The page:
Re-enactors 'try to stay as true to history as possible' Union, Confederate troops stage key Maryland battle

September 13, 1998|By Robert Little | Robert Little,SUN STAFF

BOONSBORO -- While the troops under his command primped and practiced yesterday for a battle they knew they would lose, "Brig. Gen." Bob Drane squatted under a white canvas awning and explained how he was going to die.

A bullet would hit him in the chest, he said, just as a battalion of North Carolina infantrymen charged forward to reinforce the Confederate left flank. His men would drag him to a quiet spot in the woods, and he would bleed to death. The bugler would sound taps.

And today, he'll do it again. But this time he gets to live.

As the commanding Confederate general of this weekend's re-enactment of the Battle of South Mountain, history demands that he be killed in action, Drane said. Brig. Gen. Samuel Garland Jr. died Sept. 14, 1862, so Drane would have to "die," too.

"We try to stay as true to history as possible," said Drane, a 39-year-old Westinghouse engineer from Charlottesville, Va.

Hundreds of Union and Confederate re-enactors are camped outside Boonsboro this weekend, awaiting orders to live or die. The men in charge of staging the mock battles try to choreograph as much of the action as possible, ordering units to hold a ridge or charge to their deaths.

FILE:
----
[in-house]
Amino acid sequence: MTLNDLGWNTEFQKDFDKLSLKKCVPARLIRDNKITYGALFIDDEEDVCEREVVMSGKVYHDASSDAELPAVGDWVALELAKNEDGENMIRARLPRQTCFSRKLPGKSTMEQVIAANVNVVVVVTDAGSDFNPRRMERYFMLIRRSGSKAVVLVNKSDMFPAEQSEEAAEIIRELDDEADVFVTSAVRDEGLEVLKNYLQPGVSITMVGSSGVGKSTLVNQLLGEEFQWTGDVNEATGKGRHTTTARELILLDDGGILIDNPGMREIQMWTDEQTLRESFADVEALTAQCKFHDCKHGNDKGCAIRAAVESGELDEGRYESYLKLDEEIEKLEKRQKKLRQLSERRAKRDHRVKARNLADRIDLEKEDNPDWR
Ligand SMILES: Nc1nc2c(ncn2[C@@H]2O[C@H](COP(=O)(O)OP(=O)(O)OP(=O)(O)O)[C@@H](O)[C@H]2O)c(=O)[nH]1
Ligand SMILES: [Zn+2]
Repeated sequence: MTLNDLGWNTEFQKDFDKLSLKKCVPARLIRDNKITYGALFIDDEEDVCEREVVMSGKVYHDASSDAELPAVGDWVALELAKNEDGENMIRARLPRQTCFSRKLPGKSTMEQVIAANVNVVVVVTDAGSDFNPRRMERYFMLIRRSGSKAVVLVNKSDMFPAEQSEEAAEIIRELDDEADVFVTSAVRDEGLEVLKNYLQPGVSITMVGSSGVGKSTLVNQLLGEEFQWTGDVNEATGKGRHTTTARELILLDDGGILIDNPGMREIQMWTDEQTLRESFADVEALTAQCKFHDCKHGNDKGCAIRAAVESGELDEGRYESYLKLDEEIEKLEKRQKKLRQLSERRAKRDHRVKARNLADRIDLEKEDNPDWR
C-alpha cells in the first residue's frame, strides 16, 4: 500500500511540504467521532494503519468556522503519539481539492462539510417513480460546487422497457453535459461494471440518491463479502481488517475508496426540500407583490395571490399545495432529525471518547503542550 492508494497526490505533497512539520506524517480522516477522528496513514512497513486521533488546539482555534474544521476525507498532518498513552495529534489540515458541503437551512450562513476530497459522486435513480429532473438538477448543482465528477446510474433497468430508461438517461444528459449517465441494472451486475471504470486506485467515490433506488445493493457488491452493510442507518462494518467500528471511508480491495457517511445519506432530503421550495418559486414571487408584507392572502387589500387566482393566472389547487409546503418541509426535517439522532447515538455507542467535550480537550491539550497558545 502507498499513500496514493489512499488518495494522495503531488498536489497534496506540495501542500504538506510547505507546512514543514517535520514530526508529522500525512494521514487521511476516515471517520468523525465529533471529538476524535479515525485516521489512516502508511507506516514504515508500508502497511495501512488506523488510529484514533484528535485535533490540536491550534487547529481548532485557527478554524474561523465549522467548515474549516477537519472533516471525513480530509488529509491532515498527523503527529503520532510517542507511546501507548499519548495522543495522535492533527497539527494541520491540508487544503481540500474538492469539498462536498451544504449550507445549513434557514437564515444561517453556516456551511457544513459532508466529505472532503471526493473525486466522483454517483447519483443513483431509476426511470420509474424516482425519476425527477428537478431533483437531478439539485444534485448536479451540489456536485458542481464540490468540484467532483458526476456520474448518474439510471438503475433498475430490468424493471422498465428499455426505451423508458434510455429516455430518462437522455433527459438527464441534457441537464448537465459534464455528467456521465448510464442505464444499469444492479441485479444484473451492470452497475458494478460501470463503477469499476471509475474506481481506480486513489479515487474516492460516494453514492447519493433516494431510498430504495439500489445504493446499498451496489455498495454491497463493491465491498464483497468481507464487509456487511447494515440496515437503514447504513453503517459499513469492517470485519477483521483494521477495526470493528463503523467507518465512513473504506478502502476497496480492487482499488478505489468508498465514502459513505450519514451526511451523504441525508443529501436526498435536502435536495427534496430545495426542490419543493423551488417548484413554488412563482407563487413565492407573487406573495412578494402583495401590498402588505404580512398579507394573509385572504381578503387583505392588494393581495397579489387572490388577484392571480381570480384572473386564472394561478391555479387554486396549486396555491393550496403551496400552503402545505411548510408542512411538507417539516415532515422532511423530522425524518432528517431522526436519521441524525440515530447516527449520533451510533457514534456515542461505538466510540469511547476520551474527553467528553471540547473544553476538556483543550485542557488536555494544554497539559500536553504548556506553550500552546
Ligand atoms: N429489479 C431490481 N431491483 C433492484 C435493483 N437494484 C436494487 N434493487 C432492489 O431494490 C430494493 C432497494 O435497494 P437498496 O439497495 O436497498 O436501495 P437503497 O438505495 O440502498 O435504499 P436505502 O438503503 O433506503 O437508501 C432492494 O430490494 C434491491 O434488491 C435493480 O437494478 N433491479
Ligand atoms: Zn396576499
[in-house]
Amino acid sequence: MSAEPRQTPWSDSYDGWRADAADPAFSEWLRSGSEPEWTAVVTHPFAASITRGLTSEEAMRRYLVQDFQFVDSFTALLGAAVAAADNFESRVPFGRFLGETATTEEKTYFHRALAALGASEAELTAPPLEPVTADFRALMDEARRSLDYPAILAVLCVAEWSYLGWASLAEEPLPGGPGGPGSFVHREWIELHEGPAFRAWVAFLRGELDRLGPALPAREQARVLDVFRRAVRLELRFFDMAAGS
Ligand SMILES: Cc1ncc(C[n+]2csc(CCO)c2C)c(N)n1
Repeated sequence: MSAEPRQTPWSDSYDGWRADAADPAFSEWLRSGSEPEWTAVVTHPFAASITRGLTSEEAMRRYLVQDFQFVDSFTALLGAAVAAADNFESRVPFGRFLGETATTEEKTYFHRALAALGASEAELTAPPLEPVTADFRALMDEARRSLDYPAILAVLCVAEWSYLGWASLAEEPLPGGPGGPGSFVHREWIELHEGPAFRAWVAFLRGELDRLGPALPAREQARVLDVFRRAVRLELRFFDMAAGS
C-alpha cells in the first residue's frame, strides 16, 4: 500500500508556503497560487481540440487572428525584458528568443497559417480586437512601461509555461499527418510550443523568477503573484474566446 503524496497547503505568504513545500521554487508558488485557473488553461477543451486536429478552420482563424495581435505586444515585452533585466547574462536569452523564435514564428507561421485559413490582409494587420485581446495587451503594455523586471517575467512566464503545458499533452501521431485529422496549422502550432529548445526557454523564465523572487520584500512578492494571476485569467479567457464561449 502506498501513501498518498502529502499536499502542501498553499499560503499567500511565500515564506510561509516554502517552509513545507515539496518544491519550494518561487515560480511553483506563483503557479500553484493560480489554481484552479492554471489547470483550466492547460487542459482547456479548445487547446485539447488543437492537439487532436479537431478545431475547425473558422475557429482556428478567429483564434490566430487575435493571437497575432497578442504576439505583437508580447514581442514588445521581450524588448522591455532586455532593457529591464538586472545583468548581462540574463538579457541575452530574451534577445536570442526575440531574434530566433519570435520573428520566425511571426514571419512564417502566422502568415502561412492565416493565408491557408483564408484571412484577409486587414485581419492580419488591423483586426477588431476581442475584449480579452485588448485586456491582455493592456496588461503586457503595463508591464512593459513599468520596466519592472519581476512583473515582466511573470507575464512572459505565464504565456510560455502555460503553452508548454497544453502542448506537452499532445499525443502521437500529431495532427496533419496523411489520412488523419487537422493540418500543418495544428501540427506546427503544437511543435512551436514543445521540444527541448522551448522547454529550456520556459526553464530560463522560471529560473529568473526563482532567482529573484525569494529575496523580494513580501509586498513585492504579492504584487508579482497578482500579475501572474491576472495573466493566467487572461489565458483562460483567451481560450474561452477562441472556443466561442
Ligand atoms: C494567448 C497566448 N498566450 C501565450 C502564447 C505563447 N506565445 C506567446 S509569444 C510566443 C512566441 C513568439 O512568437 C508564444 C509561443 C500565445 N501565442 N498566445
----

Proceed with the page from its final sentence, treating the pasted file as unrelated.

They are re-enacting part of the Battle of South Mountain, the first major engagement of the Civil War on Maryland soil, although it is often overshadowed by the battle at Antietam three days later.

Yesterday's planning began with a decidedly unhistoric meeting of Union and Confederate officers in a little grove of trees just off the battlefield. Given the terrain and the number of troops each side had, and with the guidance of a historian from the Central Maryland Heritage League, they chose the Battle of Fox's Gap as their guideline.

They agreed on how the rebel skirmishers would ambush the federals, where the artillery would be and where the Confederate line would collapse. The battle would last about 45 minutes, they decided. The Union, of course, would win.

"Some re-enactors don't like to hear it, but this is as much a theatrical production as it is a military pageant," said Kevin Air, weekdays an employee of the Library of Congress who portrayed the colonel who commanded Union forces at Smith Mountain. "I mean, hey, we're all firing blanks here."

Participants were careful to ensure they were, in fact, firing blanks, after a Battle of Gettysburg re-enactor was injured in July by a real bullet fired from a Civil War-era weapon.

Drane and Air, who communicate throughout the battles by radio, agree when and where battalions will be placed and which will succeed. At the end of the engagement, they give the word and the Union troops force the rebels off the field with a final surge.

While groups of men know their fate, however, individual infantrymen usually decide which mythical ball of lead has their names on it. Some outfits draw straws to determine who will live, die or be wounded, but at South Mountain the soldiers planned to decide for themselves.

Bob Sidley, a 50-year-old "private" from Pittsburgh who serves in the 40th Pennsylvania was thinking of dying in honor of his great-great-uncle Joseph Nunemaker, who died in the real battle.

"But I'll wait and see," he said. "Usually, if you get tired or hot, you just die, that's all. But you want to fire your gun and burn up some powder first."

Union and Confederate actors will re-enact another engagement from the Battle of South Mountain at 1 p.m. today. The camps open to the public at 9 a.m.

Pub Date: 9/13/98

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